Until now, Downstate New Yorkers have suffered little from the effects of their environmental activism. They got to feel righteous while the Upstate residents in Binghamton and Elmira paid the price from the moratorium on fracking. Now that economic price will be extracted in the biggest city in the country as well. How will the New York City business community deal with looming power shortages? What will the advocates for the economically disadvantaged say when their gas bills soar? What will the real estate community tell Governor Cuomo if they cannot offer gas service to new customers?

A major influence in Governor Cuomo’s initial decisions first to declare a moratorium on fracking in New York State and then to stop all pipelines through the Section 401 process was his former brother-in-law, environmental activist Robert F. Kennedy Jr.

However, Kennedy’s star has faded recently as he has been one of the leaders of the anti-vaccine movement that resulted in the resurgence of diseases like measles. More have come to question his judgment from that fiasco than arguably was the case a decade ago, when he was the chief attorney and board chair for the environmental activist organization, Hudson Riverkeeper. Will that loss of prestige be enough for Cuomo to approve NESE? If he does, how can he continue to block the Constitution Pipeline as well? If he does not approve NESE, what will happen if there are price spikes and brownouts in New York City, as quite likely will occur? What impact will it have on the 2020 Presidential race if during the next winter Russian gas tankers need to bail out New York City?

Whatever Governor Cuomo decides, this time it will be his Downstate base that feels the result.

Questions? Let Dan know.

Daniel Markind of Flaster Greenberg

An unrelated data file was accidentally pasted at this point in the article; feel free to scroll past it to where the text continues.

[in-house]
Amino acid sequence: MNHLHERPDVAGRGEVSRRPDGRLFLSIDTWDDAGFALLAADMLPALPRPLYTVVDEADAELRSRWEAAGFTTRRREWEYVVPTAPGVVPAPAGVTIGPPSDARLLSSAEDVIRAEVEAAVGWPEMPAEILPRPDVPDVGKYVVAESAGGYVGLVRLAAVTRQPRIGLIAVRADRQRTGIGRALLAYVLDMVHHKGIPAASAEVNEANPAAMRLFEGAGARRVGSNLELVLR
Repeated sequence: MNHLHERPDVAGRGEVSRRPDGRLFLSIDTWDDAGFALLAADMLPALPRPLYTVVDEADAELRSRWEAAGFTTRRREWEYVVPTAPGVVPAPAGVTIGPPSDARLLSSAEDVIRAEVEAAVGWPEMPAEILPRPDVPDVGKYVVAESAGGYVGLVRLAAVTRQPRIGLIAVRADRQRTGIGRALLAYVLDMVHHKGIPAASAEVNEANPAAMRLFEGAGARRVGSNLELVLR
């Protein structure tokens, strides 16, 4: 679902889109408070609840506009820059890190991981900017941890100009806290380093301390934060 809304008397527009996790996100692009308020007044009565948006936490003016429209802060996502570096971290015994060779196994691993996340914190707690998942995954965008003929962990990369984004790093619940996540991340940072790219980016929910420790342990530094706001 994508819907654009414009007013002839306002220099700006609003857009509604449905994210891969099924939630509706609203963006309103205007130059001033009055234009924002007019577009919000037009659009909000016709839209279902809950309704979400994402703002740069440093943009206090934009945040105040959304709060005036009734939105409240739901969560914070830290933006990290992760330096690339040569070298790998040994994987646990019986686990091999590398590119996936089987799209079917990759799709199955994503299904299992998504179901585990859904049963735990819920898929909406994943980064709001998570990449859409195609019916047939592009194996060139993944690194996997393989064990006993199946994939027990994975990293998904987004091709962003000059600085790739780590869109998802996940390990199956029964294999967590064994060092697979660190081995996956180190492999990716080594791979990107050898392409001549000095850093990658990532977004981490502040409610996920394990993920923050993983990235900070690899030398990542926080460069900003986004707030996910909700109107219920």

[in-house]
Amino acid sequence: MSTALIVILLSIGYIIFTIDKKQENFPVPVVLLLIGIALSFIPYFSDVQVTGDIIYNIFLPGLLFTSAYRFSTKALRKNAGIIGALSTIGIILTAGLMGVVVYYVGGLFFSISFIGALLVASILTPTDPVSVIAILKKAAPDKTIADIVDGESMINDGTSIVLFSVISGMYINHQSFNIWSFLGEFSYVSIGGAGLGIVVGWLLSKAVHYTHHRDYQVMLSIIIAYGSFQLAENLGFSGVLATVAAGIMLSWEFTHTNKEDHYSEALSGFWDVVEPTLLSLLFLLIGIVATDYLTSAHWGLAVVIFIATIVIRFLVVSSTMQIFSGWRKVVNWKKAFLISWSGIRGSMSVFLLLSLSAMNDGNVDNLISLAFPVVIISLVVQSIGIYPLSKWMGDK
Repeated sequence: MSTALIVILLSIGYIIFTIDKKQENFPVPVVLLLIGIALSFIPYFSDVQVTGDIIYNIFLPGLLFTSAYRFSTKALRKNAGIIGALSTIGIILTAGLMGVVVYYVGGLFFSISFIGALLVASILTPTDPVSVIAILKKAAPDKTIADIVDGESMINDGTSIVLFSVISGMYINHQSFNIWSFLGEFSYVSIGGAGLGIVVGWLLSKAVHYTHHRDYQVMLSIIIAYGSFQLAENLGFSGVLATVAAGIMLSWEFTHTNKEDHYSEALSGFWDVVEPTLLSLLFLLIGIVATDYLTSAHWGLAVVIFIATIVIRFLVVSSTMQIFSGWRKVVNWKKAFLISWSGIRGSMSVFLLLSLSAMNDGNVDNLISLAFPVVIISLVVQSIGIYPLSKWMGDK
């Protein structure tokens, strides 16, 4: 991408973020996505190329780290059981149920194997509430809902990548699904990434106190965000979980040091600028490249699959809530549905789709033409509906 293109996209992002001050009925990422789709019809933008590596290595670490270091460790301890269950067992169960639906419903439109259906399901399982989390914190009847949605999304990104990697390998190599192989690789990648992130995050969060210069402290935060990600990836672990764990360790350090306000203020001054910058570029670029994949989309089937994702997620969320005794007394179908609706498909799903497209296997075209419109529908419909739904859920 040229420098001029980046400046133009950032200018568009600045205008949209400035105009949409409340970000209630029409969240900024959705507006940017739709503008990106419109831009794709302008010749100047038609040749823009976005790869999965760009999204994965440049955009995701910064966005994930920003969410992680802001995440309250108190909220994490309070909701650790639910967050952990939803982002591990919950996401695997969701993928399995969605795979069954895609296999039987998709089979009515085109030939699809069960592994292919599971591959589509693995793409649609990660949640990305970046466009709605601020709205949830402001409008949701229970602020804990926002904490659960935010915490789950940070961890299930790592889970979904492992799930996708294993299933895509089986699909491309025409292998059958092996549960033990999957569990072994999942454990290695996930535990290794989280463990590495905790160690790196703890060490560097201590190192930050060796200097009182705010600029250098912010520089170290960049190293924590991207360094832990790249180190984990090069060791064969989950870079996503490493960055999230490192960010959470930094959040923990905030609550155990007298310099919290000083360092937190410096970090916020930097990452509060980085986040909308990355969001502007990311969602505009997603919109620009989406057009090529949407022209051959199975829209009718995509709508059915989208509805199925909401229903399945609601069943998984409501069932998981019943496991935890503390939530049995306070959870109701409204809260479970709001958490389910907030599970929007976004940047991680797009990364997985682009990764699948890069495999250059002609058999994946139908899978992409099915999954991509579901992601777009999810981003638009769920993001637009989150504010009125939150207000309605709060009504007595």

Daniel Markind is a shareholder at Flaster Greenberg PC with over 35 years of experience as a real estate and corporate transactional attorney. He has represented individuals and companies in the energy industry for over 20 years. Dan is a frequent lecturer on Marcellus Shale and other mineral extraction issues and is regularly asked to speak at conferences, in the media and at other venues regarding energy issues and their legal and political implications.

Trump v. Cuomo – The Battle of the Pipelines

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President Trump joined the pipeline battle last week by issuing two Executive Orders aiming at limiting the power of state officials to determine federal policy. One Order calls on the Environmental Protection Agency to streamline its process for awarding oil and gas permits and to expand the ability of the nation’s railroads to transport liquid natural gas. The other Order limits to the President personally the right to “issue, deny or amend” permits for infrastructure projects that cross international boundaries of the United States. Not surprisingly, the environmental community is appalled, and certain governors have blasted the Executive Orders as being a usurpation of state power by the federal government.

As discussed innumerable times on this blog, the permitting issue in the first Order revolves around something known as a Section 401 State Certification of Water Quality. This is a certification under the Federal Clean Water Act from a state confirming that any interstate pipeline that may result into a “discharge” into “navigable waters” within its boundaries will comply with the Clean Water Act.